By living with my parents, I was able to balance the requirements I had at school while feeling like I didn’t have to make an extra effort to see my parents. This time I spent with my parents was incredibly special and meaningful, and it also gave me more time to see my friends. I was able to travel more frequently with the money I saved by living at home, and while every parent-child situation is different, I was lucky in that my parents were immensely supportive about giving me the freedom and independence to be an adult while living at home. 

Lesson 3: It’s OK to do things on your own timeline.

When I started medical school, I felt behind because I had taken two years off after college. As I didn’t want to get further behind, one of the most difficult decisions I made during medical school was to take a quarter off between third and fourth year. It was not a decision to be taken lightly, for I was told that it would be on my record for eternity, and it would potentially delay my graduation as well as affect my acceptance into residency/fellowship. Yet, it was also during this quarter that I recharged and spent several weeks in Greece traveling with lifelong friends. I treasure those memories, for I will likely never ride an ATV through the Greecian countryside or venture out to a club at midnight again. Ultimately, my decision to take my time had no effect on where I matched for residency and fellowship. It only re-inspired me and made me a better physician.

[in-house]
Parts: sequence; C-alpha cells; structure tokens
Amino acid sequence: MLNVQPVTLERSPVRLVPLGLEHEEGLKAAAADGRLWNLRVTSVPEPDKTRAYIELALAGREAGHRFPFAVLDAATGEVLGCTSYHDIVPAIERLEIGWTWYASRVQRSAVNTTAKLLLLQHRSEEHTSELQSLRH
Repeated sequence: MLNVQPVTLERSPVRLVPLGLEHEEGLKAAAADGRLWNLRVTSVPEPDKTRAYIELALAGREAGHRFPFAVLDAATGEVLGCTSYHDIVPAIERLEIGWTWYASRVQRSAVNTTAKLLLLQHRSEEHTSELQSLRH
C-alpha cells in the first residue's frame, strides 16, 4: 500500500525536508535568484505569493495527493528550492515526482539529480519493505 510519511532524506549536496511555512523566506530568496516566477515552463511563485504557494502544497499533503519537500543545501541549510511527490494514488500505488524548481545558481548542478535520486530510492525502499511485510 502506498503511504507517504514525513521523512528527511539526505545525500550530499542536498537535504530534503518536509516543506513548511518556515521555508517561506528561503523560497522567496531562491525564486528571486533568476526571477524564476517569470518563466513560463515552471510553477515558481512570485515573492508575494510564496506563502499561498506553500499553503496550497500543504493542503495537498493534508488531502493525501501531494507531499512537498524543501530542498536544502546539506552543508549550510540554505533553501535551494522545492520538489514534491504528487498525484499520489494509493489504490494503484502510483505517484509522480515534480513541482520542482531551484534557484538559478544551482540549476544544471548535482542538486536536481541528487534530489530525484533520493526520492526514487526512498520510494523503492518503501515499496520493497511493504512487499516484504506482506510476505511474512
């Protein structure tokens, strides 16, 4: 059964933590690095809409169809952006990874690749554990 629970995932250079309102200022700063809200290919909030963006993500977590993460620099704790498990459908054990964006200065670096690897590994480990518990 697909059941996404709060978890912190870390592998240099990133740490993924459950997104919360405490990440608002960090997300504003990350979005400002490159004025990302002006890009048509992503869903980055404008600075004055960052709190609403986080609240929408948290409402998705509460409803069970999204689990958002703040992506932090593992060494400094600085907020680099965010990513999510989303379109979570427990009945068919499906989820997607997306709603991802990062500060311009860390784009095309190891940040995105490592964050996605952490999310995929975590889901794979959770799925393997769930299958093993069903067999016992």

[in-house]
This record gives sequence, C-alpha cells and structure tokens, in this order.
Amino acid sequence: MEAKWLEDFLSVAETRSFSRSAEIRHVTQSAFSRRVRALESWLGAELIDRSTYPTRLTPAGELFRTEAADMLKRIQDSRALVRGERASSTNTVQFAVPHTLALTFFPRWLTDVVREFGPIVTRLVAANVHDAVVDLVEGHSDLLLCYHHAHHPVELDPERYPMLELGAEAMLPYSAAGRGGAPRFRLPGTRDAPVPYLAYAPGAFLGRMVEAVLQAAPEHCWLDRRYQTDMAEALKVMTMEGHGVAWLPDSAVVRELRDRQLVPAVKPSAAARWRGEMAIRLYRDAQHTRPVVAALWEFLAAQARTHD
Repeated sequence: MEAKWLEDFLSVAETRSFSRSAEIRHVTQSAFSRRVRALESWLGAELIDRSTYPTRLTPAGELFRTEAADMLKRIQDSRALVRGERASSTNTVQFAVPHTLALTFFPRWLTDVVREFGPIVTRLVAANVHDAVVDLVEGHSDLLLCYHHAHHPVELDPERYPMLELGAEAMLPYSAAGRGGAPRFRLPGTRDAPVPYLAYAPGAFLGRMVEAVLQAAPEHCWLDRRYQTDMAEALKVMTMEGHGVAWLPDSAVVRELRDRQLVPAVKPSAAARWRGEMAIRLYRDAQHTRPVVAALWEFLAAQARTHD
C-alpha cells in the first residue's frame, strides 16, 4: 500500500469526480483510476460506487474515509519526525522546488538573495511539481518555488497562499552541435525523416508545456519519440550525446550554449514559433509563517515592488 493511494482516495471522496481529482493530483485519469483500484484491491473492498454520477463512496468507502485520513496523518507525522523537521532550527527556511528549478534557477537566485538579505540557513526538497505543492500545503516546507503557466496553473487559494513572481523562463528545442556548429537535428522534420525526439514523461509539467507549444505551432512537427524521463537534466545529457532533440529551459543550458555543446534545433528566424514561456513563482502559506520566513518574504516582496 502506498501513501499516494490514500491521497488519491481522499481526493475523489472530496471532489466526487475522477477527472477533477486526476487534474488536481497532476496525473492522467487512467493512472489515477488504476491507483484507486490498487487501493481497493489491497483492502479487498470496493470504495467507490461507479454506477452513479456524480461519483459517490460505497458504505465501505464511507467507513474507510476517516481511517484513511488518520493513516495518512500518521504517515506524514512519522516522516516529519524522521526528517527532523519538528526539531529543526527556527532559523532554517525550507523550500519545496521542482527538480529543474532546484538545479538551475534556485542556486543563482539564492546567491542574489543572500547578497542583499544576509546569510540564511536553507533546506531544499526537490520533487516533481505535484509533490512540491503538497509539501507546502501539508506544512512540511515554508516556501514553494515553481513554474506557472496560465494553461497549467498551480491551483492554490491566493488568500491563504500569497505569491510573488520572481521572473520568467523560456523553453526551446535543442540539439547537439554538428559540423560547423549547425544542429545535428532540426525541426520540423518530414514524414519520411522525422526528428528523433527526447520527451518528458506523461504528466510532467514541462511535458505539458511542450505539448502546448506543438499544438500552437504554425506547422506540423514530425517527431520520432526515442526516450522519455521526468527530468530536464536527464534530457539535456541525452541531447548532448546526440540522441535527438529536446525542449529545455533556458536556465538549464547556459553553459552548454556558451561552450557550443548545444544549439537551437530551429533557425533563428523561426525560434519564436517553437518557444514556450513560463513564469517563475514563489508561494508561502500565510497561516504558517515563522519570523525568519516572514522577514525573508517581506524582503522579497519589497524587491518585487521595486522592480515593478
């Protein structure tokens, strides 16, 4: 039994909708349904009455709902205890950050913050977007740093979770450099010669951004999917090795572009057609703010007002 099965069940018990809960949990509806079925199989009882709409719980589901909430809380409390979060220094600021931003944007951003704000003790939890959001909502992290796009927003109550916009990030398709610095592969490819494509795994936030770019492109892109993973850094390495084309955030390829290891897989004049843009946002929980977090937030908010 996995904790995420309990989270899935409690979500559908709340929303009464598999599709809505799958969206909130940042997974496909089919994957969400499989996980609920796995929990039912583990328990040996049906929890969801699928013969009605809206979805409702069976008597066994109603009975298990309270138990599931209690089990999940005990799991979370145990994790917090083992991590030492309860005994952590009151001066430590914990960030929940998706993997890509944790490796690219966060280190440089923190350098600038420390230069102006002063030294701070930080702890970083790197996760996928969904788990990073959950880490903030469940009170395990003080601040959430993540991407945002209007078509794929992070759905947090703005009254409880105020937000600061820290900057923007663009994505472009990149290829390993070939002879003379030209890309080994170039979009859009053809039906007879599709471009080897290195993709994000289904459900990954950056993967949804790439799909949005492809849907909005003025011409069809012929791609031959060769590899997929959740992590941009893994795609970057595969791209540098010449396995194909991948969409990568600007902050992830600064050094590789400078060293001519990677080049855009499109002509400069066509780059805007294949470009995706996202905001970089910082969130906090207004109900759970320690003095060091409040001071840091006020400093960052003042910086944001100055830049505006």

Despite the amount of wisdom my younger self might think my current self possesses, I still have many moments of weakness in which I forget the lessons I’ve learned. There are many nights that I tell myself I just have one more research project to finish or can sacrifice just one more phone call from a friend, but these nights are becoming fewer and fewer. I have become much more flexible about the expectations I set for myself and much more inflexible about what I am willing to give up. 

One of the fundamental aspects of medicine is empathy, which allows physicians to be able to understand and care for sick patients. By neglecting our own humanity and setting unrealistic expectations for ourselves in order to climb the medical hierarchy, we create a recipe for burnout. Of all the things I’ve learned, my most important takeaway is that, as a medical trainee, I benefited more from spending time nourishing my humanistic side and less from trying to accomplish graduation requirements.

What is the most important lesson you learned during medical training? Share in the comments.

Thea L. Swenson received a bachelor’s degree in engineering, product design from Stanford University and a medical degree from the University of Colorado. She is currently a resident in physical medicine and rehabilitation at Vanderbilt University and hopes to specialize in sports medicine. Dr. Swenson is a 2022–2023 Doximity Op-Med Fellow.